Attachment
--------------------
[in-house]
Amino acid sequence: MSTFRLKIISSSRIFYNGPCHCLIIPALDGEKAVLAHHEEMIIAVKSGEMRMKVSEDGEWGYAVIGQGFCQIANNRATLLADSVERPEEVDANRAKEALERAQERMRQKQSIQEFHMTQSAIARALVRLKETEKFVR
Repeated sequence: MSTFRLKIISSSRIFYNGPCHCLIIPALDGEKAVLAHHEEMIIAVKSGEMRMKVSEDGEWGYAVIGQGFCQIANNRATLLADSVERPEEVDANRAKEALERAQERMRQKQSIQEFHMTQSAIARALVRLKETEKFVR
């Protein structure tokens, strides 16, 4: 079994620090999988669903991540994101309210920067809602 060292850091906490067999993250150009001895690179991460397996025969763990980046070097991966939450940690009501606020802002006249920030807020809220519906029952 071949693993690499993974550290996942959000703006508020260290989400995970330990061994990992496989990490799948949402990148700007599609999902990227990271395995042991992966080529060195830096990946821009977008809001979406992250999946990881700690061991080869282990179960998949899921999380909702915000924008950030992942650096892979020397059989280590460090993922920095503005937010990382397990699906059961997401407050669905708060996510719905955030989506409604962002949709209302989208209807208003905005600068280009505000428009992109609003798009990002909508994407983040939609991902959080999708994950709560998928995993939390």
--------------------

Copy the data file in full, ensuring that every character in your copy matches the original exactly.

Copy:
[in-house]
Amino acid sequence: MSTFRLKIISSSRIFYNGPCHCLIIPALDGEKAVLAHHEEMIIAVKSGEMRMKVSEDGEWGYAVIGQGFCQIANNRATLLADSVERPEEVDANRAKEALERAQERMRQKQSIQEFHMTQSAIARALVRLKETEKFVR
Repeated sequence: MSTFRLKIISSSRIFYNGPCHCLIIPALDGEKAVLAHHEEMIIAVKSGEMRMKVSEDGEWGYAVIGQGFCQIANNRATLLADSVERPEEVDANRAKEALERAQERMRQKQSIQEFHMTQSAIARALVRLKETEKFVR
């Protein structure tokens, strides 16, 4: 079994620090999988669903991540994101309210920067809602 060292850091906490067999993250150009001895690179991460397996025969763990980046070097991966939450940690009501606020802002006249920030807020809220519906029952 071949693993690499993974550290996942959000703006508020260290989400995970330990061994990992496989990490799948949402990148700007599609999902990227990271395995042991992966080529060195830096990946821009977008809001979406992250999946990881700690061991080869282990179960998949899921999380909702915000924008950030992942650096892979020397059989280590460090993922920095503005937010990382397990699906059961997401407050669905708060996510719905955030989506409604962002949709209302989208209807208003905005600068280009505000428009992109609003798009990002909508994407983040939609991902959080999708994950709560998928995993939390």